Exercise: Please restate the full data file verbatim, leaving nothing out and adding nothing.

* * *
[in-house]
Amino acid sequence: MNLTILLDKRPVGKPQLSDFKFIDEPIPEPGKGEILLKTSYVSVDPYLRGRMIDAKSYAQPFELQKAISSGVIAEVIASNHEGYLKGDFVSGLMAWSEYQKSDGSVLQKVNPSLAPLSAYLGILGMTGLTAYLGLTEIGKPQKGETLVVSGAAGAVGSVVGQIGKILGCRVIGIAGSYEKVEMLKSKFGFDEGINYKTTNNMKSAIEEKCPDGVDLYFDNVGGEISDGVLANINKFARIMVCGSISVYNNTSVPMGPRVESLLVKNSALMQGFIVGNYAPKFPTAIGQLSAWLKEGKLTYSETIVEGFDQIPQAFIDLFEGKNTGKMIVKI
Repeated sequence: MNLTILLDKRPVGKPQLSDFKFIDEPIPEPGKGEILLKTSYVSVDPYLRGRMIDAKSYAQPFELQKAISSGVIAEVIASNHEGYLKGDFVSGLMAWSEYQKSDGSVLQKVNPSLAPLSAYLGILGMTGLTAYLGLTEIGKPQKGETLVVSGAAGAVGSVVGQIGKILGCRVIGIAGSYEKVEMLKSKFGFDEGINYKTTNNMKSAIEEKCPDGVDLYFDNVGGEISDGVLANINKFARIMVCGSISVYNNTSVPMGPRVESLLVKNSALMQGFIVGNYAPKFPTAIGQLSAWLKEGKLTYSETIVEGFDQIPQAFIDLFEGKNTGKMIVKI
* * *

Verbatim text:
[in-house]
Amino acid sequence: MNLTILLDKRPVGKPQLSDFKFIDEPIPEPGKGEILLKTSYVSVDPYLRGRMIDAKSYAQPFELQKAISSGVIAEVIASNHEGYLKGDFVSGLMAWSEYQKSDGSVLQKVNPSLAPLSAYLGILGMTGLTAYLGLTEIGKPQKGETLVVSGAAGAVGSVVGQIGKILGCRVIGIAGSYEKVEMLKSKFGFDEGINYKTTNNMKSAIEEKCPDGVDLYFDNVGGEISDGVLANINKFARIMVCGSISVYNNTSVPMGPRVESLLVKNSALMQGFIVGNYAPKFPTAIGQLSAWLKEGKLTYSETIVEGFDQIPQAFIDLFEGKNTGKMIVKI
Repeated sequence: MNLTILLDKRPVGKPQLSDFKFIDEPIPEPGKGEILLKTSYVSVDPYLRGRMIDAKSYAQPFELQKAISSGVIAEVIASNHEGYLKGDFVSGLMAWSEYQKSDGSVLQKVNPSLAPLSAYLGILGMTGLTAYLGLTEIGKPQKGETLVVSGAAGAVGSVVGQIGKILGCRVIGIAGSYEKVEMLKSKFGFDEGINYKTTNNMKSAIEEKCPDGVDLYFDNVGGEISDGVLANINKFARIMVCGSISVYNNTSVPMGPRVESLLVKNSALMQGFIVGNYAPKFPTAIGQLSAWLKEGKLTYSETIVEGFDQIPQAFIDLFEGKNTGKMIVKI